WASHINGTON — The United States should not impose a cap-and-trade system to battle climate change this year because it amounts to a painful tax during a deep recession, a Republican lawmaker said Wednesday.

“Now is not the time to put a national sales tax on every electric bill and every gasoline purchase,” Republican Senator Lamar Alexander, who sits on the Senate Environment and Public Works Committee, told reporters.

“I’m open, as are several Republicans, to cap and trade, but it’s getting increasingly difficult to think about it in the middle of a recession,” said Alexander, who hails from Tennessee.

U.S. President Barack Obama favors the approach, which sets a cap on the total pollutants companies can emit and then forces heavy polluters to buy credits from entities that pollute less — creating financial incentives to fight global warming.

Cap-and-trade, already in practice in the European Union, is likely to be reinforced at U.N. climate talks in Copenhagen this December as the preferred strategy for slashing so-called “greenhouse gases” blamed for climate change.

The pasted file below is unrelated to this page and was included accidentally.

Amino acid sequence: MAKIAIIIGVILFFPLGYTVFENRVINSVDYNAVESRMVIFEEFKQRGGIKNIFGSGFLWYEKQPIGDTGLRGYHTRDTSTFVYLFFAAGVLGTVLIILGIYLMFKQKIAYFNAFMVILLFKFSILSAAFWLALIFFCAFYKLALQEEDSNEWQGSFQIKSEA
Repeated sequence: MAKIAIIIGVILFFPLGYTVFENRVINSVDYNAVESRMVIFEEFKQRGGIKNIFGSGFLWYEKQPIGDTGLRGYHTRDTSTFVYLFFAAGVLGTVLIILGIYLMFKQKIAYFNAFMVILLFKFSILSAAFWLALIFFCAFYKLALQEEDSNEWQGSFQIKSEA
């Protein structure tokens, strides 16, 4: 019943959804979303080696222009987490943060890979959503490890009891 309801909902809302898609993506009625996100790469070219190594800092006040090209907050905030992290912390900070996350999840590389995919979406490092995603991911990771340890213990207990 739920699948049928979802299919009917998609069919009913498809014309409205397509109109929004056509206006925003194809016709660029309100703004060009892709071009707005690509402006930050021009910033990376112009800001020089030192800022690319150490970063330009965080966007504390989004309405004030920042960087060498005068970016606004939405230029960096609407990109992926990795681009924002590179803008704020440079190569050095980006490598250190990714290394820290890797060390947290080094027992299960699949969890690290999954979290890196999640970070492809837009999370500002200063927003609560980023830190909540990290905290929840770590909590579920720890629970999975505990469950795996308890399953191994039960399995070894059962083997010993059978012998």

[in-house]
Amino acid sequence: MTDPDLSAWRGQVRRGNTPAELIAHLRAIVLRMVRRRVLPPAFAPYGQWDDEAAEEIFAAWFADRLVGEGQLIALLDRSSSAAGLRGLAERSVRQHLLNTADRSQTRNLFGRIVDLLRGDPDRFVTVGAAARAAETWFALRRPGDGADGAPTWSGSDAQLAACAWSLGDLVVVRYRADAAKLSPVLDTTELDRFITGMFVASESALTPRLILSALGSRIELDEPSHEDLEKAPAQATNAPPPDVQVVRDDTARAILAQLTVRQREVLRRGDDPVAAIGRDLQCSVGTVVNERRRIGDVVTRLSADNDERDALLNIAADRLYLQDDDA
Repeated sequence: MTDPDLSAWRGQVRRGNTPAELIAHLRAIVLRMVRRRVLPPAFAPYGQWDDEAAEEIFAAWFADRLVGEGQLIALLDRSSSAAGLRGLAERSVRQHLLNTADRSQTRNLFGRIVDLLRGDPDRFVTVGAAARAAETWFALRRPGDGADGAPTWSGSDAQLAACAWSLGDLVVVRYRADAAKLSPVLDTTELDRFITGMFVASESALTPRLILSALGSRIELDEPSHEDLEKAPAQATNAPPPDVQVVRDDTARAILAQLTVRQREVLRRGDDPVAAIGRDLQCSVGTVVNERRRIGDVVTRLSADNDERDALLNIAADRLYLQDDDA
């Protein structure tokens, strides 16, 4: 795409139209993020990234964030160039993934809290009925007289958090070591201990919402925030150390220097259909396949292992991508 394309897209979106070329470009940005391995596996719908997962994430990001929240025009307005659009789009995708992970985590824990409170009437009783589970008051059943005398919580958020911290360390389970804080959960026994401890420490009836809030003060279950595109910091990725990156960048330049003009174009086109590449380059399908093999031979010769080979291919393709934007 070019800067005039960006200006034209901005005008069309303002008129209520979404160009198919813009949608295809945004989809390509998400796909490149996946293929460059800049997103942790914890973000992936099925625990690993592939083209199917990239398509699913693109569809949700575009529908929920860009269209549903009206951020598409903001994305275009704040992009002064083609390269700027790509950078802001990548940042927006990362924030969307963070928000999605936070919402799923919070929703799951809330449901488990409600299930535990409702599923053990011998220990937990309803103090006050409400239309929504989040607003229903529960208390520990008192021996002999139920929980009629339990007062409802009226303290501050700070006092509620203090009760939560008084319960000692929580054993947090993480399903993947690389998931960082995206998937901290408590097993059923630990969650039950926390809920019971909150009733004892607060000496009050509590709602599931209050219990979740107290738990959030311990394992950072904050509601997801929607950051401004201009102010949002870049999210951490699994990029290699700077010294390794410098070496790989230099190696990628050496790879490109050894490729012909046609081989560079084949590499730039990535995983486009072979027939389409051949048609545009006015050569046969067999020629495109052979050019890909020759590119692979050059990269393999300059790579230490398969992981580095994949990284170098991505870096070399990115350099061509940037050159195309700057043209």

Alexander played down the impact of not enacting a U.S. cap-and-trade system in time for the talks, saying “there is a number of things that we can do that are more effective” to reduce the U.S. economy’s emissions.

“We can focus on conservation, nuclear power, electric cars, energy r(esearch) and d(evelopment), all those things will help move us rapidly toward clean energy,” the lawmaker said.

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